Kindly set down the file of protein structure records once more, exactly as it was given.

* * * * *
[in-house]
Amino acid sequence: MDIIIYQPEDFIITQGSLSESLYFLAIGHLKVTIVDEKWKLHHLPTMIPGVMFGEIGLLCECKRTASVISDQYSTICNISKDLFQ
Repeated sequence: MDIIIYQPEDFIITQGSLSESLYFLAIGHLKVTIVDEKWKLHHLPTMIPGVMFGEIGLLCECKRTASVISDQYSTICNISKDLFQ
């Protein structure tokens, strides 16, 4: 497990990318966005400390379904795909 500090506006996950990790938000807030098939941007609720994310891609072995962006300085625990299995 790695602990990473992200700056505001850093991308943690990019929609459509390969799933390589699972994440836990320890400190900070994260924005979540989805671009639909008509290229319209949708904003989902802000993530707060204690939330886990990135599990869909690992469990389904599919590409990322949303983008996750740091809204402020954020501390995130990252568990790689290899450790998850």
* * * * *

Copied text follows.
[in-house]
Amino acid sequence: MDIIIYQPEDFIITQGSLSESLYFLAIGHLKVTIVDEKWKLHHLPTMIPGVMFGEIGLLCECKRTASVISDQYSTICNISKDLFQ
Repeated sequence: MDIIIYQPEDFIITQGSLSESLYFLAIGHLKVTIVDEKWKLHHLPTMIPGVMFGEIGLLCECKRTASVISDQYSTICNISKDLFQ
């Protein structure tokens, strides 16, 4: 497990990318966005400390379904795909 500090506006996950990790938000807030098939941007609720994310891609072995962006300085625990299995 790695602990990473992200700056505001850093991308943690990019929609459509390969799933390589699972994440836990320890400190900070994260924005979540989805671009639909008509290229319209949708904003989902802000993530707060204690939330886990990135599990869909690992469990389904599919590409990322949303983008996750740091809204402020954020501390995130990252568990790689290899450790998850």